configuration enables pressurized air to be released and flow to the nozzle assembly when the air source is connected to the gun via the pressure line. Such airflow may be controlled by an air source on/off valve. In such case, a valve trigger may be pressed to release air to the canister body. Such a configuration may contain a separate air source on/off valve located between the pressurized air inlet and the pressure line thereby enabling on/off control over the air pressure directed to the nozzle assembly.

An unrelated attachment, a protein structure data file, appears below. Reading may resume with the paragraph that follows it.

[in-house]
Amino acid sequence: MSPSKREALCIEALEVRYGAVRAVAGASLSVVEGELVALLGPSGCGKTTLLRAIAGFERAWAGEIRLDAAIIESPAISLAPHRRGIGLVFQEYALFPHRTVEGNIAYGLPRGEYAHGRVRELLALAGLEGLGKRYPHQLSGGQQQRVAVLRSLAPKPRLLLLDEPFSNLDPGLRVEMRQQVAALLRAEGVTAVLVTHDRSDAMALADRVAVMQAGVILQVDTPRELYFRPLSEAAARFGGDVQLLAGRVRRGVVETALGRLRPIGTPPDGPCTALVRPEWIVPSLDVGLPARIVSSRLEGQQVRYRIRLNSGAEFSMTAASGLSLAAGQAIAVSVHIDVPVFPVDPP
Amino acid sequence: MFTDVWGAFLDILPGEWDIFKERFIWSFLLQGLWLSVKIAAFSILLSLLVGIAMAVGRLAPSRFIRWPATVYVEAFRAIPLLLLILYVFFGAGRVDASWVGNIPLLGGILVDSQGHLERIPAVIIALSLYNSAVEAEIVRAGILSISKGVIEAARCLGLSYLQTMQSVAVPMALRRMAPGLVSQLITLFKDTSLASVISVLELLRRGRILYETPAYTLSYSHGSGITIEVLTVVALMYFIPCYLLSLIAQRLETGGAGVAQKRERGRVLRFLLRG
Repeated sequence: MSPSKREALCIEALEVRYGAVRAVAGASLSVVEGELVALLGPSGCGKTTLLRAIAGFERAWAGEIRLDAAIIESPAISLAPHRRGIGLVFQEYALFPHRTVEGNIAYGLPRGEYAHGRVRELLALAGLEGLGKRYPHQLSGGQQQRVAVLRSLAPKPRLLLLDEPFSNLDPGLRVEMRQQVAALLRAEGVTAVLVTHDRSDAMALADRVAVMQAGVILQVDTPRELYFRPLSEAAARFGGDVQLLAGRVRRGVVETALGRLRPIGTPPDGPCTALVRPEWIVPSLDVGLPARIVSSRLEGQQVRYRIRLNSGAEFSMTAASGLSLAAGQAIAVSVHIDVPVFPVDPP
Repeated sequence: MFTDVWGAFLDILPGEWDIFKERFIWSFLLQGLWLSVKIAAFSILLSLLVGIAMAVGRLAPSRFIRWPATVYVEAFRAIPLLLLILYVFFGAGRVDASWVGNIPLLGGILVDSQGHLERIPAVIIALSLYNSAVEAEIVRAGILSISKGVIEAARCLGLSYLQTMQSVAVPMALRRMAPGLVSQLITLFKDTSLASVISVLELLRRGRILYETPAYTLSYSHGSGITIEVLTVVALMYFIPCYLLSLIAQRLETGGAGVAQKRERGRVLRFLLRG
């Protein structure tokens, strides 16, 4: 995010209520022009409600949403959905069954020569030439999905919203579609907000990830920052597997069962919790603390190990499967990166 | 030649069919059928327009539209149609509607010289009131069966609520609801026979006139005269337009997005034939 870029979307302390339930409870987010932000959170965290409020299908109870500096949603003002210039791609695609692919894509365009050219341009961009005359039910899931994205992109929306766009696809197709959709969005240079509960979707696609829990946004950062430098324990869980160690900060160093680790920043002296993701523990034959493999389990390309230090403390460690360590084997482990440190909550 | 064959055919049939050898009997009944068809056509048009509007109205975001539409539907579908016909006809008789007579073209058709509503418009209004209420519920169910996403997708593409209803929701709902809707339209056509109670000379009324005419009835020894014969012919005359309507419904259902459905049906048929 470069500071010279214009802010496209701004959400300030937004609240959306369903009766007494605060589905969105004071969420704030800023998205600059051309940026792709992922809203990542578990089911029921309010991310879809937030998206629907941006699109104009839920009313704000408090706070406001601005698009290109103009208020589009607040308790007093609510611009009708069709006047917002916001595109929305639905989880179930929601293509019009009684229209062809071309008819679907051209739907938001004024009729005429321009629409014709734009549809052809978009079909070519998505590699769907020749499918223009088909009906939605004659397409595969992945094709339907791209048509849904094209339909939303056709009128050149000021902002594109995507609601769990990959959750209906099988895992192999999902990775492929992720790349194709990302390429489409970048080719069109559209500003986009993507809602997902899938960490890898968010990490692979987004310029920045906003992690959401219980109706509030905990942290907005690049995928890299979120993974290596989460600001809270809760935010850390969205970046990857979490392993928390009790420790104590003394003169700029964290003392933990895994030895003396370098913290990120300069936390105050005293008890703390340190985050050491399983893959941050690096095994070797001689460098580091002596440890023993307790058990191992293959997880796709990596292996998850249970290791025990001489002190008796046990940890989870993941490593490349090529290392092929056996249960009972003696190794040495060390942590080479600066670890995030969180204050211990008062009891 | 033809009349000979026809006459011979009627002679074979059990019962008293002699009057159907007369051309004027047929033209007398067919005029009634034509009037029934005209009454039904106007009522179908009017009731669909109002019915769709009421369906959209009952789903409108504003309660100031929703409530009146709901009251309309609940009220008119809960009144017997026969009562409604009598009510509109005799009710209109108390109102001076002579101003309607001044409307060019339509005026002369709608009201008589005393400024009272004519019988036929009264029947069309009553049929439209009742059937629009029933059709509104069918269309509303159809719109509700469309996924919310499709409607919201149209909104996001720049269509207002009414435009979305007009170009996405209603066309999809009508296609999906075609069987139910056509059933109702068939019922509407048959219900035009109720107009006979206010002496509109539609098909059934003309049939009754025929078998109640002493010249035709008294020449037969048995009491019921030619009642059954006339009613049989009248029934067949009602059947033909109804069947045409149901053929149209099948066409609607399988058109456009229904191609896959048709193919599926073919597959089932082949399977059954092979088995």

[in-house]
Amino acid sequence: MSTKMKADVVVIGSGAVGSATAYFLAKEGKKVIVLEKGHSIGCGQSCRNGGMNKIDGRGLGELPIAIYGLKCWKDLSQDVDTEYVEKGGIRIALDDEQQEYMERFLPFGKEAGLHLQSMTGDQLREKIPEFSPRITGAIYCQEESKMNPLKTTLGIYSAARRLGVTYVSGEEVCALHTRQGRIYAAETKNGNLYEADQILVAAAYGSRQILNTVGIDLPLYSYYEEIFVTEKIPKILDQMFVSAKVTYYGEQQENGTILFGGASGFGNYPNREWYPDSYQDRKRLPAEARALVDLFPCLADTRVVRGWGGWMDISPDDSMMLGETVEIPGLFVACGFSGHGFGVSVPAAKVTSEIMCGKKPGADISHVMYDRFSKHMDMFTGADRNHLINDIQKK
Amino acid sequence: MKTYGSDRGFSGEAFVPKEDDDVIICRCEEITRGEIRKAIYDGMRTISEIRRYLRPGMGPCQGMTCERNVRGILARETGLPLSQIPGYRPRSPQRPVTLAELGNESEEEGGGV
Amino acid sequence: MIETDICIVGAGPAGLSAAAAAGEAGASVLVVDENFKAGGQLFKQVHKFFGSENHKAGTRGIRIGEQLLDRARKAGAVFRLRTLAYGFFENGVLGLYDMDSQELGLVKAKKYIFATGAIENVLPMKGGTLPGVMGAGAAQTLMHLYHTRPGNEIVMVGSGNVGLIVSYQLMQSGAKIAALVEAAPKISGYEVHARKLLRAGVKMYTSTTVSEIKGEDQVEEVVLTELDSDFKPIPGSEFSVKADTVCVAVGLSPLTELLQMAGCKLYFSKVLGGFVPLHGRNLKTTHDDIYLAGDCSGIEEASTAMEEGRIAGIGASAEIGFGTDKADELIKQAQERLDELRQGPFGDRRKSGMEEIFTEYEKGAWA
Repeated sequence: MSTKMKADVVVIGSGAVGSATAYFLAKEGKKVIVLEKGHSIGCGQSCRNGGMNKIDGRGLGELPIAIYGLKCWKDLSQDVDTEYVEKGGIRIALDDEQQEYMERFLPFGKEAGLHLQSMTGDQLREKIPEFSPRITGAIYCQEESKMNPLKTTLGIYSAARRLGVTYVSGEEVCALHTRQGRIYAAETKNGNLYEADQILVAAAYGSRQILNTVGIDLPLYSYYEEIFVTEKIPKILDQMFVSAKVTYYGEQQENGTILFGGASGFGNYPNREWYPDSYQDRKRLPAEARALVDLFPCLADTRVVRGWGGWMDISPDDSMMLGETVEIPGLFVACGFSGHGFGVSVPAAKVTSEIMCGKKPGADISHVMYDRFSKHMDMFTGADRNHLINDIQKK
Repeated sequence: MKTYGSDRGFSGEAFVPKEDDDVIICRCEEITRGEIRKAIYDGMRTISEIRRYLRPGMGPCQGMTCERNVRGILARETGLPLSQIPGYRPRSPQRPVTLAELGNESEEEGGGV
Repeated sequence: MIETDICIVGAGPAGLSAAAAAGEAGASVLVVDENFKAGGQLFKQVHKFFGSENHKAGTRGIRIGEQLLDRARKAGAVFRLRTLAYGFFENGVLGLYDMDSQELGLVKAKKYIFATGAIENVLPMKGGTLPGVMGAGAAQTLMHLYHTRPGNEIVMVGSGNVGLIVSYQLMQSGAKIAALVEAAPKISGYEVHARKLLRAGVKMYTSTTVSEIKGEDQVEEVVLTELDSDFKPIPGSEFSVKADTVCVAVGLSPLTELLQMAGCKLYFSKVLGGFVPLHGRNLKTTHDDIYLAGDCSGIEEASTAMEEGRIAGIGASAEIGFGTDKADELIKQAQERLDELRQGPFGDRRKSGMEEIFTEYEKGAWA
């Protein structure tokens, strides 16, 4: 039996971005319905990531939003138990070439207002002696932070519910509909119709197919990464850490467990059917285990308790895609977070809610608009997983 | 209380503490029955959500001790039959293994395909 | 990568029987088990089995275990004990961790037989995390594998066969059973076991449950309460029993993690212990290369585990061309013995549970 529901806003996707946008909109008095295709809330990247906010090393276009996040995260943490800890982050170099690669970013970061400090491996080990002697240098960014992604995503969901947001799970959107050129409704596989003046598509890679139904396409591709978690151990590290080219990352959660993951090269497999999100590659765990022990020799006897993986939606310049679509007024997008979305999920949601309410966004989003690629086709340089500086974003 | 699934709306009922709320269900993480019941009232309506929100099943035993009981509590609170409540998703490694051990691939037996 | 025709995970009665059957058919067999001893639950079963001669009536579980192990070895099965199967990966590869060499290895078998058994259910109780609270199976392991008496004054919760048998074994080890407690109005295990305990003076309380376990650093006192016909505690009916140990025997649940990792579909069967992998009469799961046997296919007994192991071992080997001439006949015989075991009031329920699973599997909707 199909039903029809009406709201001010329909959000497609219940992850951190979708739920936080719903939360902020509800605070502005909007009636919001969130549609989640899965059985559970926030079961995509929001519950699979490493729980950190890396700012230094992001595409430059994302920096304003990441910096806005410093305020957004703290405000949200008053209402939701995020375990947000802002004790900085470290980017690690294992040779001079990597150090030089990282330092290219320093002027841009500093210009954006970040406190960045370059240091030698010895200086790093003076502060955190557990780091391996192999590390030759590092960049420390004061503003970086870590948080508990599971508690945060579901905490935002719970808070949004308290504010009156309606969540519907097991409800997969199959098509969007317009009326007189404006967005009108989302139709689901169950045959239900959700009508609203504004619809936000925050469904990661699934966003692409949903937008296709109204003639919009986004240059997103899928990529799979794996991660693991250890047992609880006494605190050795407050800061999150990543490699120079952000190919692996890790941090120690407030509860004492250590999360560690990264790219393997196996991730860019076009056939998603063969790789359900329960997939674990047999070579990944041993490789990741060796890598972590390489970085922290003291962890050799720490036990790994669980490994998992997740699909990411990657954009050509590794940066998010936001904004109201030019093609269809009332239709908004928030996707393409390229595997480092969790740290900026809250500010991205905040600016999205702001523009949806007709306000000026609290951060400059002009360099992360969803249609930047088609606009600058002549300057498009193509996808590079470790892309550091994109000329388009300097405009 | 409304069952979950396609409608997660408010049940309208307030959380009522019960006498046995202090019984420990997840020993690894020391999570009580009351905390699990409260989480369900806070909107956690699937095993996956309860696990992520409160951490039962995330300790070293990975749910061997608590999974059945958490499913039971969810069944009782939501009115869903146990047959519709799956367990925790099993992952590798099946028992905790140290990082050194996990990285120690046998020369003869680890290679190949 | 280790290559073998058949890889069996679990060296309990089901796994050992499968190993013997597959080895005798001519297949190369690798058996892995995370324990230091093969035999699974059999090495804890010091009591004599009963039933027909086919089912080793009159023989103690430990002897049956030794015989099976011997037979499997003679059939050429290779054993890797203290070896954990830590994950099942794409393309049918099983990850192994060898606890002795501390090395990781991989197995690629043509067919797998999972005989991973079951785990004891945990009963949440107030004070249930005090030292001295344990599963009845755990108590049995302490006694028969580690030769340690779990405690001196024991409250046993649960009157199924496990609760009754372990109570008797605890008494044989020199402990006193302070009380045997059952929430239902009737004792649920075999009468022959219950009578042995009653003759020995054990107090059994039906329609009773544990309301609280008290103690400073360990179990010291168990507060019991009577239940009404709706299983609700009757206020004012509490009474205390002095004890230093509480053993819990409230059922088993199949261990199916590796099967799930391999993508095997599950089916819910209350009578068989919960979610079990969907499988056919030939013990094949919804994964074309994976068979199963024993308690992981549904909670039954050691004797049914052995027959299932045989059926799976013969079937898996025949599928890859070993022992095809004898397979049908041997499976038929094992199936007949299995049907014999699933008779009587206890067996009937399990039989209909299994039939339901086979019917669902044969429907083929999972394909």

[0060] As shown in the schematic flow diagram of Fig. 24, a pressurized air source 145 may be connected to the pressure canister 112 through a pressure line 148, a trigger valve 130, and a pressure line 150 to a pressure regulator 170 which controls the pressure within the canister 112 via pressure regulated line 172. Texture material is thereby forced to flow 115 from the pressure canister 112 to a spray nozzle 120. The trigger valve 130 is also connected to the spray nozzle 120 of the spray gun assembly by pressure line 160. Alternatively, the pressure regulator 170 connected by pressure line 150 from trigger valve 130 to pressure canister 112 by canister pressure regulated line 172 may be configured so pressure canister 112 may be equipped with a set or variable pressure regulating pressure release valve that acts as a pressure regulating device controlling pressure in canister 112, instead of pressure regulator 170. The pressurized air source 145 is connected via the trigger valve 130 to both the pressure canister 112 and the spray nozzle 120. A desired spray pattern S is projected from the spray nozzle 120 to a target surface 180.